MANCHESTER, N.H. -- After an intense five-day sprint out of Iowa, New Hampshire voters appear poised to give their support to the youngest Democrat in the race and the oldest first-tier Republican -- an unlikely pair that would be united by a restless moment.
The first primary contest of the race for 2008 appears likely to impose a measure of order on the chaotic Democratic and Republican presidential fields, defining the terms of much of the rest of the campaign -- though surely not leaving anything settled.
Voting started at most polling places at 6 am ET, after a tense, sleepless final day of campaigning that saw Sen. Hillary Clinton, D-N.Y., overcome with emotion, and her husband venting frustration at what he views as the media's soft treatment of her chief rival, Sen. Barack Obama, D-Ill.
It all served to underscore the remarkable stakes in the Granite State on Tuesday: The Democratic race pits the Clinton legacy against the Obama phenomena, with a dash of old-fashioned populism tossed in by John Edwards.
On the Republican side, a former governor from neighboring Massachusetts stakes his wallet against an old hero who is trying to make a comeback. Wild cards include America's mayor, an Internet superstar, a former star of "Law & Order," and an obscure former governor who just last week rocketed to victory in Iowa.
Independent voters could determine both contests, powering both Obama and Sen. John McCain, R-Ariz., though more are expected to vote in the Democratic primary than in the Republican contest.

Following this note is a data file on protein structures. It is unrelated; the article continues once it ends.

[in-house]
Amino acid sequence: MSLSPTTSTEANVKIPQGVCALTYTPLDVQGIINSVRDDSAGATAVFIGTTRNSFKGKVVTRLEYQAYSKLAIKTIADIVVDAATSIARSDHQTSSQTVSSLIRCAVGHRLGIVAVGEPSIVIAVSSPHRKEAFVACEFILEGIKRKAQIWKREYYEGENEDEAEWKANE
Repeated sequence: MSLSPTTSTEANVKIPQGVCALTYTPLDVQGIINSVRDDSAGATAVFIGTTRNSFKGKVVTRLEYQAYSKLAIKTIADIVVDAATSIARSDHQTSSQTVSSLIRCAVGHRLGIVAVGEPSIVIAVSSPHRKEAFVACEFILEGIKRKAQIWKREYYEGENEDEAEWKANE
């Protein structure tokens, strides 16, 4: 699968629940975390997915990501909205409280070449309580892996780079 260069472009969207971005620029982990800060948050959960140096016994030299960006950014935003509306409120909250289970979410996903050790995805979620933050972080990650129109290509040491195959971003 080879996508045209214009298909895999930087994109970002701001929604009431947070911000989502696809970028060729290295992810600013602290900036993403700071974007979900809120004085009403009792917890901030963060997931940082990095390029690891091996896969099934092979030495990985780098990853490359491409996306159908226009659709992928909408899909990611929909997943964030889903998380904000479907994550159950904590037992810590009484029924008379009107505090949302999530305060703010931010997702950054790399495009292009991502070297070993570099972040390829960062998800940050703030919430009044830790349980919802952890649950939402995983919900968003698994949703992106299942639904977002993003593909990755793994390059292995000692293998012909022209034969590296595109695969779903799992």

Polling locations close by 8 pm ET, with about three-fourths of the vote in by 7. The results will be eagerly awaited by all the campaigns -- but the stakes are highest for Clinton and former governor Mitt Romney, R-Mass.
Both were long considered frontrunners in New Hampshire, and while the latest polls show them trailing coming into Tuesday's balloting, both have seen their deficits stabilize in the closing hours.
The latest WMUR/CNN poll has Sen. Barack Obama, D-Ill., held a 39-30 edge over Clinton, with Edwards at 16 percent.
On the GOP side, McCain was up 31-26 over Romney, with former governor Mike Huckabee, R-Ark., at 13 percent, and Rep. Ron Paul, R-Texas, and former mayor Rudolph Giuliani, R-N.Y., tied at 10.
Polls aside, neither Clinton nor Romney is ceding New Hampshire. Clinton capped a hectic final day of campaigning -- marked by a rare moment of raw emotion where tears welled up in her eyes (and she managed to stay on message) -- by telling Diane Sawyer on ABC's "Good Morning America" that she's been held to a different standard than her male opponents, whom she said have been given a "free ride."
"They are obviously in some kind of a buddy system here, and that's fine," Clinton said. "For both Sen. Edwards and Obama, they've been given pretty much a free ride, and that's fine. . . . But at some point the free ride ends -- maybe it ends now, maybe it ends in a month, maybe it ends in the general election. You cannot be elected president if you do not withstand the tough questions."
And at one of his final campaign appearances, former President Bill Clinton -- 1992's "Comeback Kid," with his own reputation on the line 16 years later -- lashed out at Obama and the news media